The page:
"There is more treasure in books than in all the pirate's loot on Treasure Island." - Walt Disney

Monday, June 22, 2020

5 Reasons to Write Short, Plus 20 More

The ability to write a short story, and write it well, is invaluable to any author. Writers can benefit from regularly immersing themselves in short fiction. I'm sure you've heard the adage "the best way to build a career as a writer is to write a lot."

So, here are 5 of my reasons you should be writing short fiction,k plus thoughts from other authors:

1. Variety - many authors will tell you to only write in one genre, but I disagree. If you're not sure what style you prefer, or if you want to try a variety, short stories are a great place to attempt new works without committing to novel length. If you're like me, you end up with more ideas for stories than you ever have time to address. Shorter works allows you to explore more story lines. The more you produce, the more likely you are to show up in someone's Amazon or Goodreads feed - such as through the "Customers who bought or read this, also recommend..." feature. So, having more ways they can find you—that is, more books and more short stories—means that readers are more likely to remember you and eventually they’re more likely to buy. For more information on the length of various genres, see Word Count Woes.

2. Hone Skills - Whether your attempting that new genre, a different time period, or writing from a different POV (for example gender or ethnic based) short stories can be the answer. Since they are less of a commitment than a full novel, you can experiment, practice, and attempt to tackle new skills. Because they are so short, all of you weaknesses are magnified. While this is extremely annoying, it helps you pinpoint exactly what you have problems with when it comes to writing style or idea development. It also forces you to find a way to fix these problems, which not only results in a good short story, but will also help you later on in future projects. Writing is a process of continual learning and growth, and even the failed experiments can help you become a better writer and build better relationships with your readers.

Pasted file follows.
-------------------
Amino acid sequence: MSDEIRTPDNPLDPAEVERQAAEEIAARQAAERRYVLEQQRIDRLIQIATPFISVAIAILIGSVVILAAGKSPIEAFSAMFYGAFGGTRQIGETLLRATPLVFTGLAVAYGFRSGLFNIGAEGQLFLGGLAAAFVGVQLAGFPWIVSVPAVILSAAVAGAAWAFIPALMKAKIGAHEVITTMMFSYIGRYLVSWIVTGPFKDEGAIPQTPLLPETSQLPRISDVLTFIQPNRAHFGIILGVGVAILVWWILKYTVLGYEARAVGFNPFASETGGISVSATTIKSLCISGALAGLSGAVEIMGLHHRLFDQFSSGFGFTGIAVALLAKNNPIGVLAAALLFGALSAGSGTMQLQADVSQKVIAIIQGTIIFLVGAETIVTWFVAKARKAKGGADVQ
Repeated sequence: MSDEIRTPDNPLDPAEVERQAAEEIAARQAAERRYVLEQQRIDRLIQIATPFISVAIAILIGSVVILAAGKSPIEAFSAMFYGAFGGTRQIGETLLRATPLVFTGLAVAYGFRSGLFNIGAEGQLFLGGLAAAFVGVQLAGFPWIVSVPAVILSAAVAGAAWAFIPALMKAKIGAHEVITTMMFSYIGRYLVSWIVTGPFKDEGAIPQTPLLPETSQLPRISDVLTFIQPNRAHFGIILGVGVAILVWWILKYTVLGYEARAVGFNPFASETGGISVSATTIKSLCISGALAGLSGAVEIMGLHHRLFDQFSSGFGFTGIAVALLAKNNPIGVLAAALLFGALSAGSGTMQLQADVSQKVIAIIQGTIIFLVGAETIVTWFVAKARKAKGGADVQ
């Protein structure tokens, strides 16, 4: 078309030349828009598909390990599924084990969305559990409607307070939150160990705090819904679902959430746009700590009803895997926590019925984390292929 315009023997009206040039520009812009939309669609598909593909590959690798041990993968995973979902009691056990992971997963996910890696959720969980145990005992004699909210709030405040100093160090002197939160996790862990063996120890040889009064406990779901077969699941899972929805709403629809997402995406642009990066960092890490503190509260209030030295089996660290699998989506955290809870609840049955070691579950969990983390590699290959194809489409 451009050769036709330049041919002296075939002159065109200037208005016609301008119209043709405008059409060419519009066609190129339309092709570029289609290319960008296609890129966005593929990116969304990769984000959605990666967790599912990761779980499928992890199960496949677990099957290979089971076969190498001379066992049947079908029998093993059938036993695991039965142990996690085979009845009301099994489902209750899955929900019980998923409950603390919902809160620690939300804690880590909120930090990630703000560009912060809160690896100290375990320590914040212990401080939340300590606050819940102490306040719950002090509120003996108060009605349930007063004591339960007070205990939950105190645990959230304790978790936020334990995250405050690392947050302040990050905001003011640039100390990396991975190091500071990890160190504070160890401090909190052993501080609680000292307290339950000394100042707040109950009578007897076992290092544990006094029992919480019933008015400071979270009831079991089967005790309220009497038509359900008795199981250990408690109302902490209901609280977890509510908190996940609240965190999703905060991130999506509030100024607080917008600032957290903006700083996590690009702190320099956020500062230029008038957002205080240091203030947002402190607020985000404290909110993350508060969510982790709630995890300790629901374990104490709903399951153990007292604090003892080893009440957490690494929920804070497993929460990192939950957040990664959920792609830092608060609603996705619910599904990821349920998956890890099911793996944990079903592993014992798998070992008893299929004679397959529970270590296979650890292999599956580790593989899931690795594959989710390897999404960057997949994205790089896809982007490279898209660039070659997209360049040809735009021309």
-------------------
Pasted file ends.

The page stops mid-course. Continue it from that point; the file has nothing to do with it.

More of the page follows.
3. Platform Expansion - writing more frequently (more short stories) allows you the opportunity to submit to more markets, or self-publish a larger number, thus building your platform by reaching larger numbers of audiences. The more you write, the easier it is for people to find you. I've expanded on this idea within the other four points.

4. Multiple Price Points - Readers are a mixed bag when it comes to what they are willing to spend money to purchase. If you offer a variety of lengths and price points, you are more likely to reach a wider audience. For instance, some audiences refuse to buy works from a single unfamiliar author so they are more likely to pay the price of an anthology (anywhere from $0.99 to $29.99) to try multiple authors. Some readers refuse to pay more than a dollar while other refuse to buy something that cheap believing there is a reason the price is so low (i.e. it's garbage). So, if you can publish both traditionally and self, but at multiple price points then you are more likely to find yourself in a variety of reader’s budgets therefore eliminating any excuses not to buy. Once you’ve written a bunch of short stories, you can collect them into an anthology of your own. For more information on the price of various length pieces, see Counting the Cost of Words.

5. PromotionGiving away copies of your work is an excellent strategy to win new readers. But what if you don’t have a series of novels where you can make the first book free? Or you don’t want to give away a thousand copies of your novel just to get 35 paying buyers? Short stories are the best way to promote yourself, or a new release. You can post short stories on your blog to draw new readers, offer story downloads to newsletter readers, and offer Kindle freebies to build your readership.

Interested what other short story authors think? Check out these four articles:

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